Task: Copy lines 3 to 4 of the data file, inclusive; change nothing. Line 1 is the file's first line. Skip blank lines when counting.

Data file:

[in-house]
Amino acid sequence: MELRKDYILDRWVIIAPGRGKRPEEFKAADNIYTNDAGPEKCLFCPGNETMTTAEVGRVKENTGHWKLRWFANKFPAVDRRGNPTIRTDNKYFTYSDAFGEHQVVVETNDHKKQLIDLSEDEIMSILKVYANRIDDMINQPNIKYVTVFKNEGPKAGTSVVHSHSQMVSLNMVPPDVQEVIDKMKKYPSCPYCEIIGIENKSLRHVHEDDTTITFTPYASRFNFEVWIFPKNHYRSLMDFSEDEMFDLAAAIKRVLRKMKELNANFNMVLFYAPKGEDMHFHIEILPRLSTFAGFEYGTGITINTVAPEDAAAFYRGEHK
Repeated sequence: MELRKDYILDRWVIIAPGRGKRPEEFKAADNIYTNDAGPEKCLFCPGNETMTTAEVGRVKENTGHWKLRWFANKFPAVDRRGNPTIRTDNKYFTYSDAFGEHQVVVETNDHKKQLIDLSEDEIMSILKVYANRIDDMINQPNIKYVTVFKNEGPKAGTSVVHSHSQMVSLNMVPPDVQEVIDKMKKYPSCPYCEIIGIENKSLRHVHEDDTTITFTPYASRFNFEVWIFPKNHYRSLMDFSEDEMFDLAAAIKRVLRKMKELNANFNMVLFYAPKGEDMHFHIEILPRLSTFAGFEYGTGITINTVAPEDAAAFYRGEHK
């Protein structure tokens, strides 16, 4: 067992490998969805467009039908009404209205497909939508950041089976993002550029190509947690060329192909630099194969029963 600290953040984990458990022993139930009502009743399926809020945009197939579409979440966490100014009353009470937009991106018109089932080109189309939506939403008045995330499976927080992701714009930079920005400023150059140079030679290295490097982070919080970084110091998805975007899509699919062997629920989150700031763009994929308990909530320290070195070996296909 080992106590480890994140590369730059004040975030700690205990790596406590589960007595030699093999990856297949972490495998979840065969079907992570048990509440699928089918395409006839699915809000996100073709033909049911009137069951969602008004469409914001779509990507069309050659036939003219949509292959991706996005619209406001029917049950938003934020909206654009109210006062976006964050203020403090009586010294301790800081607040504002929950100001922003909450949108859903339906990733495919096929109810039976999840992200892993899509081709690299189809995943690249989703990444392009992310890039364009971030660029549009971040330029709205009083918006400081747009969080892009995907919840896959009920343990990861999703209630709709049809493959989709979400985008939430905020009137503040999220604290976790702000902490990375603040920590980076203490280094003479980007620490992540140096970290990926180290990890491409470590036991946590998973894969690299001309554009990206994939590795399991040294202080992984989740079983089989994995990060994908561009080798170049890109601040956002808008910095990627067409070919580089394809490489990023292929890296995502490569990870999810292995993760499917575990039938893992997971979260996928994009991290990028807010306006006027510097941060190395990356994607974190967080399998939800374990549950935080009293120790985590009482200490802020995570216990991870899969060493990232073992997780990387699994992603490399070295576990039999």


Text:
Repeated sequence: MELRKDYILDRWVIIAPGRGKRPEEFKAADNIYTNDAGPEKCLFCPGNETMTTAEVGRVKENTGHWKLRWFANKFPAVDRRGNPTIRTDNKYFTYSDAFGEHQVVVETNDHKKQLIDLSEDEIMSILKVYANRIDDMINQPNIKYVTVFKNEGPKAGTSVVHSHSQMVSLNMVPPDVQEVIDKMKKYPSCPYCEIIGIENKSLRHVHEDDTTITFTPYASRFNFEVWIFPKNHYRSLMDFSEDEMFDLAAAIKRVLRKMKELNANFNMVLFYAPKGEDMHFHIEILPRLSTFAGFEYGTGITINTVAPEDAAAFYRGEHK
């Protein structure tokens, strides 16, 4: 067992490998969805467009039908009404209205497909939508950041089976993002550029190509947690060329192909630099194969029963 600290953040984990458990022993139930009502009743399926809020945009197939579409979440966490100014009353009470937009991106018109089932080109189309939506939403008045995330499976927080992701714009930079920005400023150059140079030679290295490097982070919080970084110091998805975007899509699919062997629920989150700031763009994929308990909530320290070195070996296909 080992106590480890994140590369730059004040975030700690205990790596406590589960007595030699093999990856297949972490495998979840065969079907992570048990509440699928089918395409006839699915809000996100073709033909049911009137069951969602008004469409914001779509990507069309050659036939003219949509292959991706996005619209406001029917049950938003934020909206654009109210006062976006964050203020403090009586010294301790800081607040504002929950100001922003909450949108859903339906990733495919096929109810039976999840992200892993899509081709690299189809995943690249989703990444392009992310890039364009971030660029549009971040330029709205009083918006400081747009969080892009995907919840896959009920343990990861999703209630709709049809493959989709979400985008939430905020009137503040999220604290976790702000902490990375603040920590980076203490280094003479980007620490992540140096970290990926180290990890491409470590036991946590998973894969690299001309554009990206994939590795399991040294202080992984989740079983089989994995990060994908561009080798170049890109601040956002808008910095990627067409070919580089394809490489990023292929890296995502490569990870999810292995993760499917575990039938893992997971979260996928994009991290990028807010306006006027510097941060190395990356994607974190967080399998939800374990549950935080009293120790985590009482200490802020995570216990991870899969060493990232073992997780990387699994992603490399070295576990039999």